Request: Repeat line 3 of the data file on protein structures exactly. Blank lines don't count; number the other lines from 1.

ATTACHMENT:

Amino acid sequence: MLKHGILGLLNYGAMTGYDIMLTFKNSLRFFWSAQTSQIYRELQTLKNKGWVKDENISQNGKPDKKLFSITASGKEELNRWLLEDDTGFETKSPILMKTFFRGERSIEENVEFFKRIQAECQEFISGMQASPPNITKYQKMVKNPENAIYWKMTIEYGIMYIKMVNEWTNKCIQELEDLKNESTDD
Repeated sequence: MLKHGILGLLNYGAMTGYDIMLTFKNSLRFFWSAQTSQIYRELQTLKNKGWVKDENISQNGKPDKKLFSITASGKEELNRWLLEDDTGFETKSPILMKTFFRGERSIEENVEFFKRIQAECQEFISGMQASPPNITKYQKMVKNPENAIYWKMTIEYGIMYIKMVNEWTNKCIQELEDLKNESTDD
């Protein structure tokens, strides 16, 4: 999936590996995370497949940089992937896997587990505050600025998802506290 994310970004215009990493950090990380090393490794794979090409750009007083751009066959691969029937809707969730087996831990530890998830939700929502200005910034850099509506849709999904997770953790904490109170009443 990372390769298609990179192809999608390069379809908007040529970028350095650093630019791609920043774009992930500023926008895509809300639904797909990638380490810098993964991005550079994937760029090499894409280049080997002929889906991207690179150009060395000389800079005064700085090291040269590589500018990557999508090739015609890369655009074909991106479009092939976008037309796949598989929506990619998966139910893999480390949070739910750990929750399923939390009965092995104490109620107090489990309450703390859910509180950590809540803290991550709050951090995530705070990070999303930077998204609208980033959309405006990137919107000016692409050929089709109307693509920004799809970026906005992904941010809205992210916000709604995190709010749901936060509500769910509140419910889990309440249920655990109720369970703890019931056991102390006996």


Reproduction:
């Protein structure tokens, strides 16, 4: 999936590996995370497949940089992937896997587990505050600025998802506290 994310970004215009990493950090990380090393490794794979090409750009007083751009066959691969029937809707969730087996831990530890998830939700929502200005910034850099509506849709999904997770953790904490109170009443 990372390769298609990179192809999608390069379809908007040529970028350095650093630019791609920043774009992930500023926008895509809300639904797909990638380490810098993964991005550079994937760029090499894409280049080997002929889906991207690179150009060395000389800079005064700085090291040269590589500018990557999508090739015609890369655009074909991106479009092939976008037309796949598989929506990619998966139910893999480390949070739910750990929750399923939390009965092995104490109620107090489990309450703390859910509180950590809540803290991550709050951090995530705070990070999303930077998204609208980033959309405006990137919107000016692409050929089709109307693509920004799809970026906005992904941010809205992210916000709604995190709010749901936060509500769910509140419910889990309440249920655990109720369970703890019931056991102390006996």